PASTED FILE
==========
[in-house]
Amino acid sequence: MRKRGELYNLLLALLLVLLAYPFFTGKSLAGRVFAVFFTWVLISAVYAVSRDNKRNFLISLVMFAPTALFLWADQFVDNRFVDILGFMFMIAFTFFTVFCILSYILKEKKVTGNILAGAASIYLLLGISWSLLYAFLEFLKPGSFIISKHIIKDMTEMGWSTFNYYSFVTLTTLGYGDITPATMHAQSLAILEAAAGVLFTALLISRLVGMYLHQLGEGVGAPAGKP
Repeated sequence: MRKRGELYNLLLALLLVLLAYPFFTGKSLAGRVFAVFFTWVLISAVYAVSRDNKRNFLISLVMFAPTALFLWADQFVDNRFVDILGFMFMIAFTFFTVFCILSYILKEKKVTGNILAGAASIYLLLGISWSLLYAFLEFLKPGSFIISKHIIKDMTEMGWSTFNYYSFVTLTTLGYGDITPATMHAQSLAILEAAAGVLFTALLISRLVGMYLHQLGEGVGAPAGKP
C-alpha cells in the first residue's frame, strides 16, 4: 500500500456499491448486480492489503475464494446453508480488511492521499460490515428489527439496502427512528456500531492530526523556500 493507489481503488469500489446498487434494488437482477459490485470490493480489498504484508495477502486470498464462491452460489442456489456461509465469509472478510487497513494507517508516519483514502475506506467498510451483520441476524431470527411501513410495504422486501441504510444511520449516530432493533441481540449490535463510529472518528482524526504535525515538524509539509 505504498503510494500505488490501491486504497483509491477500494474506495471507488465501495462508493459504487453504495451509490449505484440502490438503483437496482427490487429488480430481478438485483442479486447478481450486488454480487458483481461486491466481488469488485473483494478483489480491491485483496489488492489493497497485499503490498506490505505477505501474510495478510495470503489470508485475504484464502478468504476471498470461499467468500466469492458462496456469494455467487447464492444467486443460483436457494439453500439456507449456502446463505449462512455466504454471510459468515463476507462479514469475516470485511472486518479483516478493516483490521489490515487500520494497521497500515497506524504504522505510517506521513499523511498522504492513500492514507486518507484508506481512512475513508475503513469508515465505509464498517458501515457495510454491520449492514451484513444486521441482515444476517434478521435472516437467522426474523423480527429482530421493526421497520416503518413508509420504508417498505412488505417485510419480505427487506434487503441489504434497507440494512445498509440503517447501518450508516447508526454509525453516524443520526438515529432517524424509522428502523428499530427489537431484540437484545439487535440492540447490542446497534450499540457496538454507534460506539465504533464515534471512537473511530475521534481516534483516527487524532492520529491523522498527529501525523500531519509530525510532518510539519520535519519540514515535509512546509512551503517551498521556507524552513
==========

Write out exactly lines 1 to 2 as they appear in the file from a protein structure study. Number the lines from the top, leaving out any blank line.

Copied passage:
[in-house]
Amino acid sequence: MRKRGELYNLLLALLLVLLAYPFFTGKSLAGRVFAVFFTWVLISAVYAVSRDNKRNFLISLVMFAPTALFLWADQFVDNRFVDILGFMFMIAFTFFTVFCILSYILKEKKVTGNILAGAASIYLLLGISWSLLYAFLEFLKPGSFIISKHIIKDMTEMGWSTFNYYSFVTLTTLGYGDITPATMHAQSLAILEAAAGVLFTALLISRLVGMYLHQLGEGVGAPAGKP